Early drilled winter cereal crops are at, or soon will be, the T-Sum calculation trigger for applying an insecticide to control barley yellow dwarf virus (BYDV), and in these mild conditions may need further applications this Autumn. Early treatments of natural bio-stimulant AminoA FLO influences final yield and quality, and it is recommended to include it in all Autumn fungicide and insecticide treatments.
Early drilled winter cereal crops are at, or soon will be, the T-Sum calculation trigger for applying an insecticide to control barley yellow dwarf virus (BYDV), and in these mild conditions may need further applications this Autumn.
The mild wet conditions have also encouraged the development of phoma in OSR, and will require fungicide treatment soon.
Early treatments of natural bio-stimulant AminoA FLO influences final yield and quality, and it is recommended to include it in all Autumn fungicide and insecticide treatments.
The effectiveness of AminoA FLO has been demonstrated on a series of independent trials and customer experiences across all crops, including cereals and legumes.
Significantly, independent trials conducted in drought prone soils, comparing the performance of commonly used bio-stimulants on Skyfall winter wheat with a 50% fungicide programme, have found AminoA FLO to be one of the best performing and most consistent bio-stimulants in the study.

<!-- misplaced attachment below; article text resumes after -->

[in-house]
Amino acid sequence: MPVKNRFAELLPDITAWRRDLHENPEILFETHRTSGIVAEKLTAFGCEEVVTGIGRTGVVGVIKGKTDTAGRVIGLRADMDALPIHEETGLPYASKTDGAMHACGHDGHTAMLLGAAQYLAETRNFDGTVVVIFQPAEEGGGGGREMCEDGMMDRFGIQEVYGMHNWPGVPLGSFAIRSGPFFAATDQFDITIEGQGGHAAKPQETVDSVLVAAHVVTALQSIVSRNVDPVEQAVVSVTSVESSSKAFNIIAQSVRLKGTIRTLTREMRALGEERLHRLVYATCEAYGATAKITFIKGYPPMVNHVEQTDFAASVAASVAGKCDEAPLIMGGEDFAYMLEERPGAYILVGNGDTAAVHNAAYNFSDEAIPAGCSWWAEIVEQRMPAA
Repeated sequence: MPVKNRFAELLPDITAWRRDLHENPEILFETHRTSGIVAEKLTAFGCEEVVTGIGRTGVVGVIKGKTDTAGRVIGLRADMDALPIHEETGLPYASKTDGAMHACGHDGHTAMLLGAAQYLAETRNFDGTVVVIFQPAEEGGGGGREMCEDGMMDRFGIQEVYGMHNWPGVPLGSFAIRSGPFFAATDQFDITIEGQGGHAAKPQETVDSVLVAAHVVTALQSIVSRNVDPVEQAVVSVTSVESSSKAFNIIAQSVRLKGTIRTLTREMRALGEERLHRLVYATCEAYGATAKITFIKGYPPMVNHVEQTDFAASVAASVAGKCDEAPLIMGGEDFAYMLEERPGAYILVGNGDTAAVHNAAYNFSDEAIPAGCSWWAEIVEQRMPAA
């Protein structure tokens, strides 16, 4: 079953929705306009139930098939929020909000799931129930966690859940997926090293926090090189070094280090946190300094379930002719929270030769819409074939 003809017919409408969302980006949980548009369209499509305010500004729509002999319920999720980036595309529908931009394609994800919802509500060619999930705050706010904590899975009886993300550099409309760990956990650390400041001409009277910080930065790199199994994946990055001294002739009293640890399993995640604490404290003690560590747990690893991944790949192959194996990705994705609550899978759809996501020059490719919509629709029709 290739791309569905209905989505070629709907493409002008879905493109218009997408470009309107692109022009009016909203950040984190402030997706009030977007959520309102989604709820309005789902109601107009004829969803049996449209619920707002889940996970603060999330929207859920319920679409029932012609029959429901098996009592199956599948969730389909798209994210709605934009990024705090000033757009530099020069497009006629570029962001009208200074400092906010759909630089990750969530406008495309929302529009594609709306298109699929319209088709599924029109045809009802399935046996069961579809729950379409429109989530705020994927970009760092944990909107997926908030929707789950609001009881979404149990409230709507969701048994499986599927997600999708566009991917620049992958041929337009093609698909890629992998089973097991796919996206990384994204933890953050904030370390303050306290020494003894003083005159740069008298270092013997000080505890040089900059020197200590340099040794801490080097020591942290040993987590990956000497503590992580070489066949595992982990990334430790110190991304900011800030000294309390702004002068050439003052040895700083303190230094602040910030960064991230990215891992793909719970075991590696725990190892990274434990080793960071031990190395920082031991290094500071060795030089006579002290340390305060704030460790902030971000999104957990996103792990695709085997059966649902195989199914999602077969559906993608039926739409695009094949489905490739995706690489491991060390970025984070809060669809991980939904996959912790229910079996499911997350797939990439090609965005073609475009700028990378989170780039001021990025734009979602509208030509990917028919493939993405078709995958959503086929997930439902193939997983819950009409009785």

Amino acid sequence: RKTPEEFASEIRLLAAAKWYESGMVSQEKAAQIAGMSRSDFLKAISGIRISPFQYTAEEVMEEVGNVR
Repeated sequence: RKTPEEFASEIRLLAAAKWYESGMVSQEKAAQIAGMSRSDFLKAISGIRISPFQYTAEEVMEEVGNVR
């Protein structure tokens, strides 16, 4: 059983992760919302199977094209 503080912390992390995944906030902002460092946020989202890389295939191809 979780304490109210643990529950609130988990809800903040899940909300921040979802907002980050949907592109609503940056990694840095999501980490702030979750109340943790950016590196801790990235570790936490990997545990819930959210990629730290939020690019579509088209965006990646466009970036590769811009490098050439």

The NIAB trials conducted at Cirencester saw AminoA FLO, a UK manufactured, highly concentrated natural bio-stimulant and nutrient source, produce a statistically significant yield increase above the reduced fungicide programme, and also a significant increase in green leaf retention.
“Statistical analysis of data showed that the treatments had a substantial effect on the grain yield,” explains Richard Phillips, managing director of AminoA.
The full fungicide programme produced a higher yield (9.18 t/ha) than the reduced rate of fungicide treated plots (8.69 t/ha). The untreated yield was 7.54 t/ha.
“The use of AminoA FLO with the reduced rate of fungicide at T0 and T1 had a positive effect on the grain yield and produced 9.17 t/ha. Reduced fungicide with AminoA FLO at T1 and T2 produced 9.00 t/ha,” explains Mr Phillips.
The AminoA Flo T1 and T2 programme resulted in pointedly higher green flag leaf retention (78.30%), compared to the untreated at 28.30. The full fungicide inputs (36.7%), was much lower than the 63.30% AminoA FLO T0 and T1 treatment.
“This shows the importance of early applications to establish yield potential, and the importance of including AminoA at all fungicide timings,” adds Mr Phillips.
The findings back up a previous NIAB trial (2019) that showed that AminoA FLO can reduce reliance on fungicide inputs. At two further trials site run by NIAB this year, in Hampshire and Devon, plots treated with AminoA FLO only had no visible disease until mid-June , whilst untreated plots had visible Mildew, Septoria Brown and Yellow Rust.